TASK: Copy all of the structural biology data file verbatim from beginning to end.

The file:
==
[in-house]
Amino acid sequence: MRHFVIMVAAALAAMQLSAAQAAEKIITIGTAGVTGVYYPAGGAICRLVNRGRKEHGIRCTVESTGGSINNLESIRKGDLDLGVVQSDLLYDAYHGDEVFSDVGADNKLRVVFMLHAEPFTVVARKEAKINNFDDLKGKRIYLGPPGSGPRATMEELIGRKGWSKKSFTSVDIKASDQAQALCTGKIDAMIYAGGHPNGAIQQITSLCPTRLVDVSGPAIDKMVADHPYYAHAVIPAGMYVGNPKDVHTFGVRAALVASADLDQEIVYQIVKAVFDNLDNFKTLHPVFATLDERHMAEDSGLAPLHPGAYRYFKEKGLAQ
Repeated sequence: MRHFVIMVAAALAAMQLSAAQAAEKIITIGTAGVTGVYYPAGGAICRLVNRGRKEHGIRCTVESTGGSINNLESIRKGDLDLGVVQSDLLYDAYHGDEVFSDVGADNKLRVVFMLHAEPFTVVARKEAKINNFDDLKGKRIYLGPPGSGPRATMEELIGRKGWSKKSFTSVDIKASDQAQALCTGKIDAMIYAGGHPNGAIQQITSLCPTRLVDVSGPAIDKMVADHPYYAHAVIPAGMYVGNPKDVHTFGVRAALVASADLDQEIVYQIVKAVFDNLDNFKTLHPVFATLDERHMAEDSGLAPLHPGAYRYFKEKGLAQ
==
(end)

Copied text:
[in-house]
Amino acid sequence: MRHFVIMVAAALAAMQLSAAQAAEKIITIGTAGVTGVYYPAGGAICRLVNRGRKEHGIRCTVESTGGSINNLESIRKGDLDLGVVQSDLLYDAYHGDEVFSDVGADNKLRVVFMLHAEPFTVVARKEAKINNFDDLKGKRIYLGPPGSGPRATMEELIGRKGWSKKSFTSVDIKASDQAQALCTGKIDAMIYAGGHPNGAIQQITSLCPTRLVDVSGPAIDKMVADHPYYAHAVIPAGMYVGNPKDVHTFGVRAALVASADLDQEIVYQIVKAVFDNLDNFKTLHPVFATLDERHMAEDSGLAPLHPGAYRYFKEKGLAQ
Repeated sequence: MRHFVIMVAAALAAMQLSAAQAAEKIITIGTAGVTGVYYPAGGAICRLVNRGRKEHGIRCTVESTGGSINNLESIRKGDLDLGVVQSDLLYDAYHGDEVFSDVGADNKLRVVFMLHAEPFTVVARKEAKINNFDDLKGKRIYLGPPGSGPRATMEELIGRKGWSKKSFTSVDIKASDQAQALCTGKIDAMIYAGGHPNGAIQQITSLCPTRLVDVSGPAIDKMVADHPYYAHAVIPAGMYVGNPKDVHTFGVRAALVASADLDQEIVYQIVKAVFDNLDNFKTLHPVFATLDERHMAEDSGLAPLHPGAYRYFKEKGLAQ